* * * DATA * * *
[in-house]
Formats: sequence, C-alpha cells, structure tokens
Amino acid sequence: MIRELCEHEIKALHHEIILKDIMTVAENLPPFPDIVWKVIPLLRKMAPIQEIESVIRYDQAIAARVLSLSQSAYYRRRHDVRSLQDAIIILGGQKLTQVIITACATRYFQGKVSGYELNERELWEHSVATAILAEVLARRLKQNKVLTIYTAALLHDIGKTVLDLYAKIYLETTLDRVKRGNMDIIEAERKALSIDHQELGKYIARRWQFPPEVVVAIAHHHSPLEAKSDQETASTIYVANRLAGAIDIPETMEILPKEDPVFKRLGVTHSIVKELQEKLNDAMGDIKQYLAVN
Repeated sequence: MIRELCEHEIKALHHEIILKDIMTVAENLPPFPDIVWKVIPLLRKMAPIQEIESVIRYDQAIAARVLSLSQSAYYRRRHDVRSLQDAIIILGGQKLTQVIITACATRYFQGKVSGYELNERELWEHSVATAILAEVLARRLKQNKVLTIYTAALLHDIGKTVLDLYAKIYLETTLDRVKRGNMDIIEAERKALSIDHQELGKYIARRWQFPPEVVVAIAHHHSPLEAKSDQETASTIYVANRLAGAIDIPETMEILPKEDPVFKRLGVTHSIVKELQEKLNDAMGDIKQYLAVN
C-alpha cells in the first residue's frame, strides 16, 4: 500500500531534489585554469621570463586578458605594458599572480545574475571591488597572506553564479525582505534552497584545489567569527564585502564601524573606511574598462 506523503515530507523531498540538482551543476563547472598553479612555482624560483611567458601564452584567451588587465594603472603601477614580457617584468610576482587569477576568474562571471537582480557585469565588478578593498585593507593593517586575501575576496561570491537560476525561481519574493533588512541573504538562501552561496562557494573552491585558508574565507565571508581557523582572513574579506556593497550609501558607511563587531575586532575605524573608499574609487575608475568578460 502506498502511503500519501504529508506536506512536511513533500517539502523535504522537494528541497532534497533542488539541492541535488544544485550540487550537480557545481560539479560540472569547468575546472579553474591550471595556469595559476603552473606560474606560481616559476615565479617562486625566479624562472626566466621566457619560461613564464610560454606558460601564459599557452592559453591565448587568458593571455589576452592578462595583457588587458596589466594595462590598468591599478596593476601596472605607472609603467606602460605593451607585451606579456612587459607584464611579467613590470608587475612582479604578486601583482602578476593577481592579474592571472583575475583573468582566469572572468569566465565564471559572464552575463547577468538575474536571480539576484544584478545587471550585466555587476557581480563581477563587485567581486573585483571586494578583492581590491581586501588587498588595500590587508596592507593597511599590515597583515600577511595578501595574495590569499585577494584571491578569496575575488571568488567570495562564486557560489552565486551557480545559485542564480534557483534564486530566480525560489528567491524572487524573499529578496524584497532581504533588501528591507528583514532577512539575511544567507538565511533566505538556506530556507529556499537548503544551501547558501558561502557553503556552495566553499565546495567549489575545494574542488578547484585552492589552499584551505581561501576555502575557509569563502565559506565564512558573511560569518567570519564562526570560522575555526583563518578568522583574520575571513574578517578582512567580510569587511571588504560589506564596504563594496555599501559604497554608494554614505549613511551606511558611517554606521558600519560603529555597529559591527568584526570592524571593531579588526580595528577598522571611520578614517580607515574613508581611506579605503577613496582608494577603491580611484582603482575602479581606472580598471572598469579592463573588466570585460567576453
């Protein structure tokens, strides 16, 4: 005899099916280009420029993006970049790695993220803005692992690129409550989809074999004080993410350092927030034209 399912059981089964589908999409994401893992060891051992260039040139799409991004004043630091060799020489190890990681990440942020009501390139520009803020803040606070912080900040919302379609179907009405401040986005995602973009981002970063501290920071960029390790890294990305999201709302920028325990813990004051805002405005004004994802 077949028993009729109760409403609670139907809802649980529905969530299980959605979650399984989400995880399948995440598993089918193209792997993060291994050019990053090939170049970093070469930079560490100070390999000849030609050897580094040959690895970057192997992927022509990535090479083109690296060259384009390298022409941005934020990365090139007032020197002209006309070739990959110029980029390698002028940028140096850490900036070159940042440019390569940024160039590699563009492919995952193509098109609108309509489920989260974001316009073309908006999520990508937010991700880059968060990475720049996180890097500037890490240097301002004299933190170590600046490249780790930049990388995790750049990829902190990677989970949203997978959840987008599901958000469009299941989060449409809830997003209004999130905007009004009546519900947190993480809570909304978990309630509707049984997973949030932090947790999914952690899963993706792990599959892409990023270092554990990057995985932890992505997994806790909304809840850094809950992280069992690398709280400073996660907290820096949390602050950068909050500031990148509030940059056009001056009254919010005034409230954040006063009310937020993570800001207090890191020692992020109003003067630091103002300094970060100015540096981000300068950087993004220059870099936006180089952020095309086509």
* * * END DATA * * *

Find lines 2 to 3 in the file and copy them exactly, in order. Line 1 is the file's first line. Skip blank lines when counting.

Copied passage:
Formats: sequence, C-alpha cells, structure tokens
Amino acid sequence: MIRELCEHEIKALHHEIILKDIMTVAENLPPFPDIVWKVIPLLRKMAPIQEIESVIRYDQAIAARVLSLSQSAYYRRRHDVRSLQDAIIILGGQKLTQVIITACATRYFQGKVSGYELNERELWEHSVATAILAEVLARRLKQNKVLTIYTAALLHDIGKTVLDLYAKIYLETTLDRVKRGNMDIIEAERKALSIDHQELGKYIARRWQFPPEVVVAIAHHHSPLEAKSDQETASTIYVANRLAGAIDIPETMEILPKEDPVFKRLGVTHSIVKELQEKLNDAMGDIKQYLAVN